How Long Does It Take to Negotiate a Workers Comp Settlement?

How Long Does It Take to Negotiate a Workers Comp Settlement?

What Is the Workers Comp Negotiation Process?

In many cases after a workplace injury, your employer’s workers compensation insurance will do whatever they can to pay as little as possible. Negotiating with the insurance–rather than accepting their first offer–is the best way to receive fair compensation for your injuries. Although you could negotiate with the insurance yourself, hiring a workers compensation expert will give you a higher chance of a successful negotiation.

Typically, workers compensation negotiations follow this process:

  1. With your approval, DMS sends a demand letter to the worker’s compensation insurance. The letter includes the amount you want to settle for.
  2. The insurance sends a counteroffer.
  3. Negotiations continue between DMS and the insurance company.
  4. Once both sides agree and negotiations are complete, the settlement goes to the State Board of Workers Compensation for review.

When Will Workers Comp Offer a Settlement?

Several factors can affect when workers compensation will offer a settlement for your injuries. If the extent of your injuries is clear, your employer’s workers comp insurance may send you an offer within a few days of filing your claim. Sometimes, the early offer is to convince you to accept less than your claim is worth.

In other cases, it may take the worker’s compensation insurance up to a year to send you an offer.

Why It Can Take So Long

If you’re still receiving medical care, this can be a major cause of a delayed offer. If you haven’t reached maximum medical improvement (MMI), the costs of your medical expenses are uncertain. Some insurance companies intentionally delay sending you an offer. They do this in the hopes that you will accept a low offer. When this tactic is used, it can significantly increase the amount of time it takes to negotiate your worker’s compensation settlement.

If the workers compensation insurance denies your claim, they won’t send an offer at all. This can happen when there is a dispute about whether or not workers comp should cover the expenses. When injuries are self-inflicted, caused by intoxication or horseplay, or sustained while committing a crime, workers comp insurance is not required to cover the claim. Additionally, when the insurance disputes the medical necessity of procedures, they may deny your claim.

By shaking hands with DMS, we can help you receive a fair settlement in your worker’s compensation claim. Workers comp officers understand the unfair tactics some insurance companies use to get out of paying. Whether helping you appeal a denial or negotiate a settlement, Doctor Management Services is your best chance to be fairly compensated.

Can I Get Disability after a Workers Comp Settlement?

Yes, in certain circumstances, you may be able to get disability benefits after receiving a workers compensation settlement. Settling your claim with a Stipulation and Award lets you continue collecting payments from the worker’s comp insurance. This type of settlement provides ongoing payments for your lost wages caused by the disability from your workplace injuries. In Utah, the amount of your disability benefits will typically be two-thirds of your previous weekly wages, plus $5 for your spouse and $5 per child.

In addition to your Stipulation and Award, you may also be eligible for Social Security Disability Insurance (SSDI) payments. The amount you receive for your SSDI can be affected by the settlement. If you receive more than 80 percent of your average current earnings, your SSDI payments will be offset.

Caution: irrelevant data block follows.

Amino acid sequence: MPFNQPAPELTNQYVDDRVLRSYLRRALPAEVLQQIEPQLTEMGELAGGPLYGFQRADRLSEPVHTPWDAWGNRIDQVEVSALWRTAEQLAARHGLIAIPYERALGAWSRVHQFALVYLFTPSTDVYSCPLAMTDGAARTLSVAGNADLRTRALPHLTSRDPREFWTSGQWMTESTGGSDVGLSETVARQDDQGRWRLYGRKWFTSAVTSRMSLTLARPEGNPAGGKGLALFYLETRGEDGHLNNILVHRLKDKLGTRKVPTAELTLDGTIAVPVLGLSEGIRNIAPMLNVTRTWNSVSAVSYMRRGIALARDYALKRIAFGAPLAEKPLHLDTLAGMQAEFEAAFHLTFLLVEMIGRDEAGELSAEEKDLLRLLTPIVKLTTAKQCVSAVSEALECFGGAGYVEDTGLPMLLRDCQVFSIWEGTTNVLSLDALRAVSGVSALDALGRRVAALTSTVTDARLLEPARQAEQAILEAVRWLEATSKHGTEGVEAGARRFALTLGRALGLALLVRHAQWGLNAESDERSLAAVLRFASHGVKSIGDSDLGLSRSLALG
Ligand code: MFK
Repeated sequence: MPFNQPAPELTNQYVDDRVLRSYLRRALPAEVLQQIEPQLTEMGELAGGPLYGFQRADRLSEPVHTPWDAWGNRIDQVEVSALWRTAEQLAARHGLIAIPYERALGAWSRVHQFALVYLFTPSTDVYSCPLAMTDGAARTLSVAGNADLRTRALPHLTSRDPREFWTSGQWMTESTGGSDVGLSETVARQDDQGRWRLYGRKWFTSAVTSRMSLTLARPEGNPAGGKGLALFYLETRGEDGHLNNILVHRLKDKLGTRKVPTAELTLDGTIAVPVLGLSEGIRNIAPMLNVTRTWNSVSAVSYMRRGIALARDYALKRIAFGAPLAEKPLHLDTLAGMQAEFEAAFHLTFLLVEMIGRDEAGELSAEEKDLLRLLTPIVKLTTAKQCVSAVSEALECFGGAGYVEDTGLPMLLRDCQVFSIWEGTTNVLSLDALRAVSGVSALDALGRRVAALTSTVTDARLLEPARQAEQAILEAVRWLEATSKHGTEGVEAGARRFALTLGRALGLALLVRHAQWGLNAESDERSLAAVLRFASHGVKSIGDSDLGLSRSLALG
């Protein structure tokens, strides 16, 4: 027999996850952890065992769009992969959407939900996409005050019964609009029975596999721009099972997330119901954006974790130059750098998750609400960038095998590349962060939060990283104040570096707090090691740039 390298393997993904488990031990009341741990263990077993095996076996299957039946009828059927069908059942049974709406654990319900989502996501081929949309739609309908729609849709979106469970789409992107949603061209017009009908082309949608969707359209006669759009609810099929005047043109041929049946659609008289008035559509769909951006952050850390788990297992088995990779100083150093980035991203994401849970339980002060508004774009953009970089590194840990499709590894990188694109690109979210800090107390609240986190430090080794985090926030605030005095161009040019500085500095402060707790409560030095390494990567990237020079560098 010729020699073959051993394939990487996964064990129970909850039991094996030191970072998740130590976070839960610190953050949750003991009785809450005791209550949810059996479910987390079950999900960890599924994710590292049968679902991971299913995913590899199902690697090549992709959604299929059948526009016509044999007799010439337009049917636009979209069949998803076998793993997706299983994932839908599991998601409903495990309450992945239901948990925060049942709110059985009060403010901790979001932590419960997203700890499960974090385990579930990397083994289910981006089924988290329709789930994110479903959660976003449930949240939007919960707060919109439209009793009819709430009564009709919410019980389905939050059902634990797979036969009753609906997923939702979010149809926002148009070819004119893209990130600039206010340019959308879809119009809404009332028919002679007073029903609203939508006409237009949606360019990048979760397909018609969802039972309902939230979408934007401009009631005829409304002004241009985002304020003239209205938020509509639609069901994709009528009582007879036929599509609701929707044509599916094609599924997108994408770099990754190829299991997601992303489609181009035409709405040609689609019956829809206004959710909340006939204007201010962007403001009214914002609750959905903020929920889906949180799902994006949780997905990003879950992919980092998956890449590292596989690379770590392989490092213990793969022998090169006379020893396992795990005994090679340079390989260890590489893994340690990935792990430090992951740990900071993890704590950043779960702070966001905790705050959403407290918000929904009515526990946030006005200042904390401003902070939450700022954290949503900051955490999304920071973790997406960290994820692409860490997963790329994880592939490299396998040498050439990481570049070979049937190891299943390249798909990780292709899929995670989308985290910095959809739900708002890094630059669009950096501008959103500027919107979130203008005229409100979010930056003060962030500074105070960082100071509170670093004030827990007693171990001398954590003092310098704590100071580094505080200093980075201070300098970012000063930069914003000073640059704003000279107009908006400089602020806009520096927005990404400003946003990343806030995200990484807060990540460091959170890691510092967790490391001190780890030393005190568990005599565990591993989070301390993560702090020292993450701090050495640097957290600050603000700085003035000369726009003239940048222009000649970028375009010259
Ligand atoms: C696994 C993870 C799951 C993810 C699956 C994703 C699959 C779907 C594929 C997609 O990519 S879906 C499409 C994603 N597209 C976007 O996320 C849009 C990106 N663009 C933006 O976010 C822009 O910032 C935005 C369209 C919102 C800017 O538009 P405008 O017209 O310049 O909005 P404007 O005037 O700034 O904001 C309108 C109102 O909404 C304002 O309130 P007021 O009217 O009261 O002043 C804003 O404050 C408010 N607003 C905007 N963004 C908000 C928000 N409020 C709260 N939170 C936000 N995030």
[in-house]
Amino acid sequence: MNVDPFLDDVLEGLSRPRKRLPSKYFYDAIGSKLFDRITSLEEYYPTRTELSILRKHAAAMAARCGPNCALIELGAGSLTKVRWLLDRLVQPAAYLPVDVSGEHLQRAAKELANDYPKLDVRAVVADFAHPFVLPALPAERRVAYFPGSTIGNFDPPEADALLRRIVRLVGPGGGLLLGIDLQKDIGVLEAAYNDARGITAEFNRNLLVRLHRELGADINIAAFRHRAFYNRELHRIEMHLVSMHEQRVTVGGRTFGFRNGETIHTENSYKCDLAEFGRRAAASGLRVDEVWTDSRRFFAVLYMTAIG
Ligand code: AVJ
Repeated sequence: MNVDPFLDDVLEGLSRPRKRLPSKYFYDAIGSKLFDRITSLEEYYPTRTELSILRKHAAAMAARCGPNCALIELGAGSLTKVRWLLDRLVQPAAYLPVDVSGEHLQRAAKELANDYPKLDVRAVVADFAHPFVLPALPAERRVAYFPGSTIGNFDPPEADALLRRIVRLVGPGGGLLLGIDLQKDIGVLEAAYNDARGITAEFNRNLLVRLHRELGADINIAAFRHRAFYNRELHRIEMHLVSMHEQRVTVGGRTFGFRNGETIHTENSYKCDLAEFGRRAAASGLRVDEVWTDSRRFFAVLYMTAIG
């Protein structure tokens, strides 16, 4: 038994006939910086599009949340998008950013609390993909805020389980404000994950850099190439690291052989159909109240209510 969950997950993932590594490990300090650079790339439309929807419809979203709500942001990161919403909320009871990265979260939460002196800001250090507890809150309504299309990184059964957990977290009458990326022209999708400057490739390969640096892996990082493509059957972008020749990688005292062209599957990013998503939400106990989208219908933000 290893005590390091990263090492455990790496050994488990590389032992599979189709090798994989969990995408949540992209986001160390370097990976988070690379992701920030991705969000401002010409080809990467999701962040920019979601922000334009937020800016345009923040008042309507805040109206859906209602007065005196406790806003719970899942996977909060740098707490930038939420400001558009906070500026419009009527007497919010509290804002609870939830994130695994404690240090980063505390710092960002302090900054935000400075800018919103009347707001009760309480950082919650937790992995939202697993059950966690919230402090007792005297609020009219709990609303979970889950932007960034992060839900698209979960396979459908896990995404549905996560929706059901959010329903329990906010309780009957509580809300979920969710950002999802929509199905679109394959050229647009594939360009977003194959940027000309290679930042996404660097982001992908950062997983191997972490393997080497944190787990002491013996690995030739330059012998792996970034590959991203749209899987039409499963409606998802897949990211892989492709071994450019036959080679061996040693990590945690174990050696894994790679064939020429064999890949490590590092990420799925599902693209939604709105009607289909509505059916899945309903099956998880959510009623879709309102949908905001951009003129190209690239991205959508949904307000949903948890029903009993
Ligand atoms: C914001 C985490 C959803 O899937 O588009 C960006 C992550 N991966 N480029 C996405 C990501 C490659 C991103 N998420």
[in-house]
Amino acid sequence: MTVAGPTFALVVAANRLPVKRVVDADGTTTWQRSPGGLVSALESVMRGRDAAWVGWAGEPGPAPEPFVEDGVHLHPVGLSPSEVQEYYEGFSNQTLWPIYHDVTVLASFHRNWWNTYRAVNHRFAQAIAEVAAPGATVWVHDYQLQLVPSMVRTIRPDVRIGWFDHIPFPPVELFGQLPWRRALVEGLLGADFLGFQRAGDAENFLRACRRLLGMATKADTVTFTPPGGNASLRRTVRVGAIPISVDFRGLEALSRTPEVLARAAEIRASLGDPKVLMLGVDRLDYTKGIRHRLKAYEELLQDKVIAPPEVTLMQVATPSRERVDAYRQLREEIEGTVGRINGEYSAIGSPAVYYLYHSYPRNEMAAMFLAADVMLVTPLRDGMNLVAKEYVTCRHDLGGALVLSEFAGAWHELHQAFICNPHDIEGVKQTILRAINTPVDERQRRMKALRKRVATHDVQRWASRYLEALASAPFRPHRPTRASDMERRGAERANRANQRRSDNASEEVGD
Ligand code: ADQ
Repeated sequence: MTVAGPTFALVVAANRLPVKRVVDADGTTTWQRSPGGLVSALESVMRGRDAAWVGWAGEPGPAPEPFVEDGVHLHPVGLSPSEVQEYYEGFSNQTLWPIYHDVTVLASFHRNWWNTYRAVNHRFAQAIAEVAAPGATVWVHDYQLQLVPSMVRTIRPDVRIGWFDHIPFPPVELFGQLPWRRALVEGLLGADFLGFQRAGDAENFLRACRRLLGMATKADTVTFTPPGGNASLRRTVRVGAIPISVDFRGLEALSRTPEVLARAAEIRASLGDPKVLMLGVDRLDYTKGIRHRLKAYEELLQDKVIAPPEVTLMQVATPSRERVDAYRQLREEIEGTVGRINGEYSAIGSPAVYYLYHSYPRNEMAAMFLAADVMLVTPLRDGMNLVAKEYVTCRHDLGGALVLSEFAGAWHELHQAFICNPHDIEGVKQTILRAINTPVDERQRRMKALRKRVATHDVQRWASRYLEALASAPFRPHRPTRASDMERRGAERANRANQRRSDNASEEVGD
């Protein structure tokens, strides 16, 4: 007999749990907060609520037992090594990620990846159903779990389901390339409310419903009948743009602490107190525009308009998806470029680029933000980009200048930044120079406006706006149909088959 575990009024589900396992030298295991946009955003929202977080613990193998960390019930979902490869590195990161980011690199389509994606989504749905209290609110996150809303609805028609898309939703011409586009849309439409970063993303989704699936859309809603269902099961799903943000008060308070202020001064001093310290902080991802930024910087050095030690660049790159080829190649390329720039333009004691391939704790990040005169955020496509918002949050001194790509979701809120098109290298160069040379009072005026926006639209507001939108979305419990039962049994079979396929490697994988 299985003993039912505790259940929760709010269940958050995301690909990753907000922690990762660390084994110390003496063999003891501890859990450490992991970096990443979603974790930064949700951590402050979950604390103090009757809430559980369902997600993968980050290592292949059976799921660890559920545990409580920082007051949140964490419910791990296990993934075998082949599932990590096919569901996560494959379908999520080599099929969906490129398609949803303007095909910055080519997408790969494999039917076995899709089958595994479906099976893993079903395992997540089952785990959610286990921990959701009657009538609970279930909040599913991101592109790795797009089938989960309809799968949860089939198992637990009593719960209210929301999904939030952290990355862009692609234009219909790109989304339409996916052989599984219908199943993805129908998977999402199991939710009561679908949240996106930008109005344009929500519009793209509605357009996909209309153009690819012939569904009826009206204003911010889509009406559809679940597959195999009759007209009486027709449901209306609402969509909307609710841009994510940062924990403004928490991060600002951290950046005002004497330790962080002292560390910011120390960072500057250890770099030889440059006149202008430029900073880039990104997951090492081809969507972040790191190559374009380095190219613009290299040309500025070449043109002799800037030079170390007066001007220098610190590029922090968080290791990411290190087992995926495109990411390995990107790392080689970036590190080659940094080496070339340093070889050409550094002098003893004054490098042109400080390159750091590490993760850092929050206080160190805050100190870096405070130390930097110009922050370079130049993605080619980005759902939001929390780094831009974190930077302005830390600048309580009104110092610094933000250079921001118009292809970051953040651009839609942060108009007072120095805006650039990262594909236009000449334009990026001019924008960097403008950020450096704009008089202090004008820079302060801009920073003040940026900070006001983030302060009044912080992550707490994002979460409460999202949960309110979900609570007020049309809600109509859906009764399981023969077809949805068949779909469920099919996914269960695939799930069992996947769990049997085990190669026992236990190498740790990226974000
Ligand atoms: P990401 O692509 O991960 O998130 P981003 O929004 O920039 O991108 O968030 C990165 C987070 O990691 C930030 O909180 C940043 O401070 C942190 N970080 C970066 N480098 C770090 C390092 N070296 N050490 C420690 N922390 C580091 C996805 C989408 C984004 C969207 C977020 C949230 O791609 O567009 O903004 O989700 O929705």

Most workers comp settlements are settled with a Compromise and Release rather than a Stipulation and Award. A Compromise and Release is an agreement to accept a lump sum. Once the lump sum is received, the claim is closed, and you cannot receive further payments, including disability benefits. However, even if you cannot collect disability benefits from your employer’s workers comp insurance, you may still be eligible for SSDI payments. To collect SSDI, you must have a sufficient work history as well as a qualifying disability.

Does Surgery Increase a Workers Comp Settlement?

Yes. Having surgery on your injuries can increase the amount of your worker’s compensation settlement. However, depending on the type of surgery, the amount will vary. For minor surgeries, you might now notice much of a difference in your settlement. Major surgeries will increase your worker’s compensation collection settlement by much more.

Workers compensation settlements typically cover two areas: lost wages and medical benefits. Medical benefits cover the cost of doctor’s visits, surgeries, hospital stays, and rehabilitation, while lost wages cover the number of workdays missed. A major surgery that takes a long time to recover from will yield a higher workers compensation settlement.

How Long After a Workers Comp Settlement Do I Get Paid?

After a settlement has been negotiated, it has to be finalized before you get paid. The settlement is sent to the State Board of Workers Compensation (SBWC), where it will be reviewed by a hearing officer or judge. Once approved by the SBWC, your settlement is finalized and usually cannot be changed.

By law, the worker’s compensation insurance has thirty days after the SBWC approval to pay the settlement. If they are late, the insurance company has to pay certain fees and interest. To avoid paying added fees, most settlements are sent within a couple of weeks.

Get Your Workers Comp Settlement

At Doctor Management Services, we have years of experience negotiating with worker’s compensation insurance to get injured workers the compensation they deserve. Let us take on the insurance so you can focus on healing.  Click the button below to schedule a free consultation.

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